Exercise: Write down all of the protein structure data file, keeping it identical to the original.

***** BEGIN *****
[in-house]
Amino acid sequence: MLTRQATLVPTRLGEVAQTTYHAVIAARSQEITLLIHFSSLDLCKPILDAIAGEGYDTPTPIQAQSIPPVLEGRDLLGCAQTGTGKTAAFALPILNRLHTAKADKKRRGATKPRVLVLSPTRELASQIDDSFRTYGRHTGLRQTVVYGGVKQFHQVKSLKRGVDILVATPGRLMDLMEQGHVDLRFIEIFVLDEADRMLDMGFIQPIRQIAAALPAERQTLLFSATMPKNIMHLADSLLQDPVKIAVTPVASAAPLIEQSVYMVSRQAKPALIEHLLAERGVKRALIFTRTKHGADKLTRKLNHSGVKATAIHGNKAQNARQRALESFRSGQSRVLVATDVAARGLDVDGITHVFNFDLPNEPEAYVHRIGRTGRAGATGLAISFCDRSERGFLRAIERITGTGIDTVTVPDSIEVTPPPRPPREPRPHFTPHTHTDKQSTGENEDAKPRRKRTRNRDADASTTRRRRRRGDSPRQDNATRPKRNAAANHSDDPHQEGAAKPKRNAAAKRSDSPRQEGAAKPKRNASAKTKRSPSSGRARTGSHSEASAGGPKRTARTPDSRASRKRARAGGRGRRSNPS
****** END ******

[in-house]
Amino acid sequence: MLTRQATLVPTRLGEVAQTTYHAVIAARSQEITLLIHFSSLDLCKPILDAIAGEGYDTPTPIQAQSIPPVLEGRDLLGCAQTGTGKTAAFALPILNRLHTAKADKKRRGATKPRVLVLSPTRELASQIDDSFRTYGRHTGLRQTVVYGGVKQFHQVKSLKRGVDILVATPGRLMDLMEQGHVDLRFIEIFVLDEADRMLDMGFIQPIRQIAAALPAERQTLLFSATMPKNIMHLADSLLQDPVKIAVTPVASAAPLIEQSVYMVSRQAKPALIEHLLAERGVKRALIFTRTKHGADKLTRKLNHSGVKATAIHGNKAQNARQRALESFRSGQSRVLVATDVAARGLDVDGITHVFNFDLPNEPEAYVHRIGRTGRAGATGLAISFCDRSERGFLRAIERITGTGIDTVTVPDSIEVTPPPRPPREPRPHFTPHTHTDKQSTGENEDAKPRRKRTRNRDADASTTRRRRRRGDSPRQDNATRPKRNAAANHSDDPHQEGAAKPKRNAAAKRSDSPRQEGAAKPKRNASAKTKRSPSSGRARTGSHSEASAGGPKRTARTPDSRASRKRARAGGRGRRSNPS